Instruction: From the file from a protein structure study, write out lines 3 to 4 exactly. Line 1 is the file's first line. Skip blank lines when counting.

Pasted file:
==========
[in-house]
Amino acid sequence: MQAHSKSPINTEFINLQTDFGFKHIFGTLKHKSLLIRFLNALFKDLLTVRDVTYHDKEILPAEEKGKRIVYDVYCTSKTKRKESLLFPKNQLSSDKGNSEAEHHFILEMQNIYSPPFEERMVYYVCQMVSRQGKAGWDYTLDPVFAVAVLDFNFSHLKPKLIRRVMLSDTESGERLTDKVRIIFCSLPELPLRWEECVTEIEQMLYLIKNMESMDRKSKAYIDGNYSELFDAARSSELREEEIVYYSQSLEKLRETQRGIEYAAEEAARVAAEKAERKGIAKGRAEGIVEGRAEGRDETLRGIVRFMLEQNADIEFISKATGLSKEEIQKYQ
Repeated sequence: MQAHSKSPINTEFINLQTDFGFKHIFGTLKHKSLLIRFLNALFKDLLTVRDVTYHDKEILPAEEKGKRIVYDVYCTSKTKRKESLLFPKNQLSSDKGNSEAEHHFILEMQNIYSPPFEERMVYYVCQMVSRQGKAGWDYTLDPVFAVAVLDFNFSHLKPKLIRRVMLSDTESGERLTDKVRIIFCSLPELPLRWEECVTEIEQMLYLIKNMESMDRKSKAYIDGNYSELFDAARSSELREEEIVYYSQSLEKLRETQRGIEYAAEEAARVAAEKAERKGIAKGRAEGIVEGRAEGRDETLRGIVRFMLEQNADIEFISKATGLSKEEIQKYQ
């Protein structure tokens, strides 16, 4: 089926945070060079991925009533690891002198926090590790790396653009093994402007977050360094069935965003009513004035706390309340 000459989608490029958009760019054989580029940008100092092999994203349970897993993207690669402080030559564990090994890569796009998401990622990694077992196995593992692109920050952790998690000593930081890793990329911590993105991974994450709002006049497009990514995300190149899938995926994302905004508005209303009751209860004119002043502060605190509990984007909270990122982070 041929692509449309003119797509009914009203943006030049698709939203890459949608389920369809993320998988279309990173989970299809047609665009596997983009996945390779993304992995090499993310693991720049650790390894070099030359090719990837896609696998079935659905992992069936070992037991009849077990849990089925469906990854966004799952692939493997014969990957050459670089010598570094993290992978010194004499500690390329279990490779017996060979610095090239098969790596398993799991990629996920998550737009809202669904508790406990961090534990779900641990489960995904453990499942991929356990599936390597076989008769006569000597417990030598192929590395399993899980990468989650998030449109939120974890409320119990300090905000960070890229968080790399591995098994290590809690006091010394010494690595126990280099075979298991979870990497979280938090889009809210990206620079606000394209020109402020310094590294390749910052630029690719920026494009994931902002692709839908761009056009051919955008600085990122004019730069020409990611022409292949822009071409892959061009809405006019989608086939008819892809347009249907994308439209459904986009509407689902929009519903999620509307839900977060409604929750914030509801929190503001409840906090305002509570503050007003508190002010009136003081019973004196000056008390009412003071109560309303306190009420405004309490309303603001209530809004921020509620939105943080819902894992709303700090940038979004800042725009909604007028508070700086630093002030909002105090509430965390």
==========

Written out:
Repeated sequence: MQAHSKSPINTEFINLQTDFGFKHIFGTLKHKSLLIRFLNALFKDLLTVRDVTYHDKEILPAEEKGKRIVYDVYCTSKTKRKESLLFPKNQLSSDKGNSEAEHHFILEMQNIYSPPFEERMVYYVCQMVSRQGKAGWDYTLDPVFAVAVLDFNFSHLKPKLIRRVMLSDTESGERLTDKVRIIFCSLPELPLRWEECVTEIEQMLYLIKNMESMDRKSKAYIDGNYSELFDAARSSELREEEIVYYSQSLEKLRETQRGIEYAAEEAARVAAEKAERKGIAKGRAEGIVEGRAEGRDETLRGIVRFMLEQNADIEFISKATGLSKEEIQKYQ
């Protein structure tokens, strides 16, 4: 089926945070060079991925009533690891002198926090590790790396653009093994402007977050360094069935965003009513004035706390309340 000459989608490029958009760019054989580029940008100092092999994203349970897993993207690669402080030559564990090994890569796009998401990622990694077992196995593992692109920050952790998690000593930081890793990329911590993105991974994450709002006049497009990514995300190149899938995926994302905004508005209303009751209860004119002043502060605190509990984007909270990122982070 041929692509449309003119797509009914009203943006030049698709939203890459949608389920369809993320998988279309990173989970299809047609665009596997983009996945390779993304992995090499993310693991720049650790390894070099030359090719990837896609696998079935659905992992069936070992037991009849077990849990089925469906990854966004799952692939493997014969990957050459670089010598570094993290992978010194004499500690390329279990490779017996060979610095090239098969790596398993799991990629996920998550737009809202669904508790406990961090534990779900641990489960995904453990499942991929356990599936390597076989008769006569000597417990030598192929590395399993899980990468989650998030449109939120974890409320119990300090905000960070890229968080790399591995098994290590809690006091010394010494690595126990280099075979298991979870990497979280938090889009809210990206620079606000394209020109402020310094590294390749910052630029690719920026494009994931902002692709839908761009056009051919955008600085990122004019730069020409990611022409292949822009071409892959061009809405006019989608086939008819892809347009249907994308439209459904986009509407689902929009519903999620509307839900977060409604929750914030509801929190503001409840906090305002509570503050007003508190002010009136003081019973004196000056008390009412003071109560309303306190009420405004309490309303603001209530809004921020509620939105943080819902894992709303700090940038979004800042725009909604007028508070700086630093002030909002105090509430965390």